Maine Probation Attorney
Serving the Portland, Bangor, Biddeford, Saco and Augusta Regions
Understanding the Terms of Probation
The terms of an individual's probation are legally binding, so if violated, they may find themselves facing additional penalties. The terms of one's probation are often specific to their offense. For example, if someone was convicted of a DUI or an OUI, that person may be prohibited from drinking and/or possessing alcohol while under probation, as well as be required to adhere to regular alcohol/drug testing. A person may also be found in violation of their probation if they:
- Fail to appear in court
- Fail to complete a required course/treatment program
- Fail to report to a probation officer
- Commit an additional crime
- Failing to complete community service
- Fail to maintain employment
A person can also be found guilty of a probation violation if he/she commits another offense. Maine code §1206 states:
If a person on probation is convicted of a new crime during the period of probation, the court may sentence that person for the crime and revoke probation. If the person has been sentenced for the new crime and probation revocation proceedings are subsequently commenced, the court that conducts the revocation hearing may revoke probation.
Probation Violation Lawyer in Maine
A violation will begin in one of two ways. The offender is arrested for a new crime or their probation officer reports a violation. Officers do not have a set practice for reporting violators so they may either issue a warning or inform the accused violator that they will need to appear in court. At the court appearance, the probation officer will make a recommendation for a punishment for the offender. Punishments as well as whether they are only issued a warning are based on the violation as well as criminal history. If the offender has previously violated the terms of probation, they are more likely to not receive a warning.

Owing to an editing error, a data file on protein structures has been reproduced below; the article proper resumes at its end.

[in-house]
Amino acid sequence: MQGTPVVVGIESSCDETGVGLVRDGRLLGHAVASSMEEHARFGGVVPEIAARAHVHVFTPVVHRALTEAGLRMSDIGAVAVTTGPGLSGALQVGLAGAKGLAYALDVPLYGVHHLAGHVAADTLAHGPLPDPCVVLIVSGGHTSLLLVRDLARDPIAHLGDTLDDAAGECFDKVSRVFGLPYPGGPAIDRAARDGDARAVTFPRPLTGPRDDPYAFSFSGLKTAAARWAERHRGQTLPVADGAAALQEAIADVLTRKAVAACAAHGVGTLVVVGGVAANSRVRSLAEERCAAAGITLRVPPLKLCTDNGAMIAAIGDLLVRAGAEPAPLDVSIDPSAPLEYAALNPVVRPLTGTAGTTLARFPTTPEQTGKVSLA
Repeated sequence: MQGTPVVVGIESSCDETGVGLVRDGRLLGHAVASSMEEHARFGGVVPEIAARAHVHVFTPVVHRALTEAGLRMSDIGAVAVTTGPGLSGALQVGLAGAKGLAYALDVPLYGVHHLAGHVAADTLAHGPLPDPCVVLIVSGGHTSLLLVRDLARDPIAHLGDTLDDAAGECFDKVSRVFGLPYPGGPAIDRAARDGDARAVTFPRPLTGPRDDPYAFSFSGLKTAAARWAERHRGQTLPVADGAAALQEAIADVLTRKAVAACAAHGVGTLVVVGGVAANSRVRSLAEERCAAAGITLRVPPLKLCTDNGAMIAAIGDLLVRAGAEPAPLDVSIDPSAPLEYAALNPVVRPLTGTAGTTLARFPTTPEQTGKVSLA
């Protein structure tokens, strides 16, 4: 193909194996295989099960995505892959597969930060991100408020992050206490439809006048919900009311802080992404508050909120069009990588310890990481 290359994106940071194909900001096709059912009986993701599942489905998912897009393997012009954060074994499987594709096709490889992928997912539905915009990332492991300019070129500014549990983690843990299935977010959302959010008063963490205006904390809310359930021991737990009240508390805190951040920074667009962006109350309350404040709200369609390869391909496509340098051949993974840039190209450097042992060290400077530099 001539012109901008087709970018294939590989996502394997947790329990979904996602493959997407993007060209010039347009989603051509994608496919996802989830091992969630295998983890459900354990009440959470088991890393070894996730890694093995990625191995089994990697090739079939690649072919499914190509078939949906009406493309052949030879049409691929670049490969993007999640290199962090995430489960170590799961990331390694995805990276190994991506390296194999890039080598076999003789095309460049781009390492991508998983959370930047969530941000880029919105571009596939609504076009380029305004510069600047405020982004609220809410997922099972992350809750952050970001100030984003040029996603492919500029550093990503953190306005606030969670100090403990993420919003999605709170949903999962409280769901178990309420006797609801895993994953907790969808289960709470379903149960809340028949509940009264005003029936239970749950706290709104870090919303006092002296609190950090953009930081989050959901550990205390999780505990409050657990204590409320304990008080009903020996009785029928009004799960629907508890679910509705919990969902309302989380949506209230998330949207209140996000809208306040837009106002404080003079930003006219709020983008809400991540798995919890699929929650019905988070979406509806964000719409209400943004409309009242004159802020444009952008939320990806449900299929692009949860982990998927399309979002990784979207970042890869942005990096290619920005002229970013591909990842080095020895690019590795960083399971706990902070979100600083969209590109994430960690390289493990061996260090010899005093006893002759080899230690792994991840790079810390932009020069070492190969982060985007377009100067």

When a person is accused of violating the terms of his/her probation, he/she will have to attend a probation hearing to determine the consequences of their behavior. If someone was out on parole, they may find themselves back in jail. Other penalties may include an extended probationary period, paying fines and restitution, and/or attending required counseling. It will be up to the judge to decide if the actions constituted a violation of probation and, if so, what the penalties will be. Consequences of a violation will depend on the seriousness of the original crime as well as the offense that lead to the violation itself.
The person accused of violating their probation will have a chance to defend themselves in a probation hearing, however. Maine Code §1206 states that at a probation hearing
The person on probation must be afforded the opportunity to confront and cross-examine witnesses against the person, to present evidence on that person's own behalf and to be represented by counsel (Maine.gov).
This means that a person will have a fair chance to defend themselves against unwarranted punishment, and it is highly advisable to seek competent legal representation during that time. A Biddeford defense lawyer will be able to argue on behalf of the offender's innocence.
Maine Probation Hearing Attorney
A probation violation is a serious matter. It does not matter what your original crime was, a violation of your probation agreement can mean jail time and more. The best way to deal with a probation violation charge is to hire a defense attorney. Only an experienced attorney can advise you on the best way to handle your charges. Every situation is different so there is no way to know exactly what your penalties will be. Call our firm right now to find out more about how our Maine probation violation lawyers can help you.